Salon International de l'Alimentation

Wednesday, October 20, 2004

Originally uploaded by nardac.
Today, thanks to the Scoobs, managed to get into the International Exposition for Food Products, located just outside of Paris. In a giant commercial complex just south of the airport in Roissy, set amongst several kilometers of warehouse space, were hundreds of stands from all around the world, showing off their food products.

For those who don't already know, besides being the Nardac, my other nickname as often been "the stomach." I've been known to scream with pleasure over a great raw sea urchin, or shriek with anger at an overcooked fish. Led by my trusty sense of hunger, and overbearing need to appease my tastebuds, I've led my life of degustation in all countries and with all cuisines. Yes, I'm a food whore.

So this kind of thing is like Christmas...x10!!!.

I got there a little late, because I'd waited too long to cook my lunch and slaved over two very sweet little dorades for over an hour (dorade cooked in the oven with onions, garlic, tomatoes, fresh fennel, curry and thyme.)

The first few steps inside were quite disappointing. I mean, the stands tend to be quite industrial, with lots of pamplets, fancy lighting, and things hidden behind glass cases. In the Middle East, especially, you have your fair number of dried lentils and cereals, things that need to be cooked, and thus, no samples. But, burrowing deeper, I turned off from the Middle East and headed straight into Asia. Yay Asia, ancient motherland and place of fearless tastebuds and endless stomachs.

Got a quick sip in at a Thai stand that was showing off their new packaged teas, thai teas, iced coffee. Not bad, snagged some samples. Then turned off into, yup, Singapore, where gobbled down some curried beef with rice, made from a package. Then found a wacky sauce made of coffee. OK, you Singapore people, tell me if you know about coffee sauce because, frankly, I've never heard of it in my life and my family's obsessed with food. I tried to ask her if it was traditional and something used often in cuisine...and she said "yes yes of course." Right. So I asked, with what kinds of food would you cook this with. "Pork. You want taste some? Have sample LAH." Gag...I totally miss those fucking LAHs. So she whipped up a little sample, and gosh darnit, was sooo good. It's like spicy ribs with hoisin sauce, but something nuttier in the background. Good work guys!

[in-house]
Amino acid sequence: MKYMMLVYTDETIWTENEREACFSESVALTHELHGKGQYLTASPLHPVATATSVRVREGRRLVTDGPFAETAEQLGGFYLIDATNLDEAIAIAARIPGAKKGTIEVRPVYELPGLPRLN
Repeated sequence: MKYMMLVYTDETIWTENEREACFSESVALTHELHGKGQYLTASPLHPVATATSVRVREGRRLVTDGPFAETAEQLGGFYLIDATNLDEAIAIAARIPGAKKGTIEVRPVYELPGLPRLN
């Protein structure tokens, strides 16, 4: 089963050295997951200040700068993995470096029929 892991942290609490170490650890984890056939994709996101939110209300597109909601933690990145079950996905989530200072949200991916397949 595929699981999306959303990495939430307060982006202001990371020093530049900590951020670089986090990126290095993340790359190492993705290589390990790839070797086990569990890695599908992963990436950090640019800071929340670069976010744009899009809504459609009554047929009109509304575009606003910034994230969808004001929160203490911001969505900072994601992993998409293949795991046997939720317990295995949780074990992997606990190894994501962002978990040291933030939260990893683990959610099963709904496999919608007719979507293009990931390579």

Then, headed off to my next favourite place to munch in the world, JAPAN. There was some very great sashimi, a type of hamachi, from Burimi. Gobbled up quite a bit of that. Then, also managed to taste some great chicken teriyaki, spicy beef tripe shish-kebabs, and grilled unagi. On the way out of that area, fell into fancy tea tasting. There was green tea, and grilled green tea, and gosh darnit, so much else... The guy was so impressed with my designer glasses that I received a week's worth of tea samples.

Heading out of there, stumbled upon a funny stand with canned aloe vera. Besides being good for your skin, this stuff is fantastic canned with a little bit of syrup. A very light subtle taste and tiny crunch.

Then, while getting lost, fell into the laps of those darned Thais again. But this time there was a great little chef in action and he whipped up some pad thai, beef in tamarind-like sauce, pineapples with green pepper and green papaya salad. Holy moly...starting to count how many tiny plastic cups and forks I went through and realize I'm killing the universe. But really happy I decided not to wear a belt with my pants.

Got trapped at a Buddhist vegetarian stall where tasted the usual bunch of vegetarian know, faux turkey, faux burgers, faux chicken, faux duck. And finally, he served me these new soy burgers he's been working on. A mixture of gluten, soya, peas, carrots, corn, soy and water chestnuts. These things are so want one, you want another. So he gave me a whole package worth. (When I got home, I cooked them up, ate it with ketchup, and fell off my chair ...explanation of picture).

Stopped by the Canadian stand where they were serving maple syrup liquer, which I never even knew existed. This is good stuff. Very mild, with a soft taste characteristic of maple syrup, slightly smoky, and a tiny licking of liquer at the end. Chilled in a tiny tumbler, this could be a good substitute for cognac.

Then the expo closed down to the public. Found the Scoobs, who was just finishing up at the Turkey stand, where she works. I thought that was the end of the day...but NO! The party starts when everyone leaves. That's when the guys go gangbusters with the alcohol. Drank Argentinian wine, Dutch wine, a little punch from the Martinique, and nibbled on some very excellent jerk-like chicken thighs from Senegal. Got hammered in under 15 minutes.

Scoobs scored a shitload of olive oil, pulses, dried apricots, and spices. I'm getting a care package in a couple of days.

This is not the end though. This exposition will last till Thursday, and Scoobs, who's a veteran at this thing, told me to come Thursday afternoon with a big bag. Before the closing, all the stands try to get rid of as much produce as possible. So it's free food just have to ask. I know where I am going. I just hope I'll have enough space to score all those truffles and charcuterie that's promised from the frenchies (as well as plenty of frozen fish and tea). Just sad I've missed the oyster tasting contest.

Ok...enough. Ã table!!!